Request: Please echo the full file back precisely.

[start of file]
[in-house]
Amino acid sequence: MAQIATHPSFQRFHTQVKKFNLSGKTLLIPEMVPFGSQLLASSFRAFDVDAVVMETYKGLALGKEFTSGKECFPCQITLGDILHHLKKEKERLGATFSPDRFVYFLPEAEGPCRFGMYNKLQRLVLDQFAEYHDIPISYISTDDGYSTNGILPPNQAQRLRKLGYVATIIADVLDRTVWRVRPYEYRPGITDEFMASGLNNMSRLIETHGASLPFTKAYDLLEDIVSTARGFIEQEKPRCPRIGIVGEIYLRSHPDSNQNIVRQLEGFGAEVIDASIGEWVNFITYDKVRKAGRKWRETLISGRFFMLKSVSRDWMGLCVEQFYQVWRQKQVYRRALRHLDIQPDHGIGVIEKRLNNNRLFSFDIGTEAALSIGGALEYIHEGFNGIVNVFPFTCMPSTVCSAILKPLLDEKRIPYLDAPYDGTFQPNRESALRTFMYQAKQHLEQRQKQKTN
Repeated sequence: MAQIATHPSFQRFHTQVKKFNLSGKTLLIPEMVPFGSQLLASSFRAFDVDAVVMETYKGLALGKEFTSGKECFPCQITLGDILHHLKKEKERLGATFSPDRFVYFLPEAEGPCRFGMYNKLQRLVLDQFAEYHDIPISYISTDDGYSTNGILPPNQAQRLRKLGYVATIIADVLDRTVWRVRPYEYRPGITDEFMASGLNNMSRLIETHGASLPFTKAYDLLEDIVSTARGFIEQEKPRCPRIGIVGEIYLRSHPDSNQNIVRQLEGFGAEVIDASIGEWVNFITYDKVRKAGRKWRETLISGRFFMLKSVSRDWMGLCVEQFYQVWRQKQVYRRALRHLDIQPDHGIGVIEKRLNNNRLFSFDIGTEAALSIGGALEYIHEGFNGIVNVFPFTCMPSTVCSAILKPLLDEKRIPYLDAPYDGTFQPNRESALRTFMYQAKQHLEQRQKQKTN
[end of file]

[in-house]
Amino acid sequence: MAQIATHPSFQRFHTQVKKFNLSGKTLLIPEMVPFGSQLLASSFRAFDVDAVVMETYKGLALGKEFTSGKECFPCQITLGDILHHLKKEKERLGATFSPDRFVYFLPEAEGPCRFGMYNKLQRLVLDQFAEYHDIPISYISTDDGYSTNGILPPNQAQRLRKLGYVATIIADVLDRTVWRVRPYEYRPGITDEFMASGLNNMSRLIETHGASLPFTKAYDLLEDIVSTARGFIEQEKPRCPRIGIVGEIYLRSHPDSNQNIVRQLEGFGAEVIDASIGEWVNFITYDKVRKAGRKWRETLISGRFFMLKSVSRDWMGLCVEQFYQVWRQKQVYRRALRHLDIQPDHGIGVIEKRLNNNRLFSFDIGTEAALSIGGALEYIHEGFNGIVNVFPFTCMPSTVCSAILKPLLDEKRIPYLDAPYDGTFQPNRESALRTFMYQAKQHLEQRQKQKTN
Repeated sequence: MAQIATHPSFQRFHTQVKKFNLSGKTLLIPEMVPFGSQLLASSFRAFDVDAVVMETYKGLALGKEFTSGKECFPCQITLGDILHHLKKEKERLGATFSPDRFVYFLPEAEGPCRFGMYNKLQRLVLDQFAEYHDIPISYISTDDGYSTNGILPPNQAQRLRKLGYVATIIADVLDRTVWRVRPYEYRPGITDEFMASGLNNMSRLIETHGASLPFTKAYDLLEDIVSTARGFIEQEKPRCPRIGIVGEIYLRSHPDSNQNIVRQLEGFGAEVIDASIGEWVNFITYDKVRKAGRKWRETLISGRFFMLKSVSRDWMGLCVEQFYQVWRQKQVYRRALRHLDIQPDHGIGVIEKRLNNNRLFSFDIGTEAALSIGGALEYIHEGFNGIVNVFPFTCMPSTVCSAILKPLLDEKRIPYLDAPYDGTFQPNRESALRTFMYQAKQHLEQRQKQKTN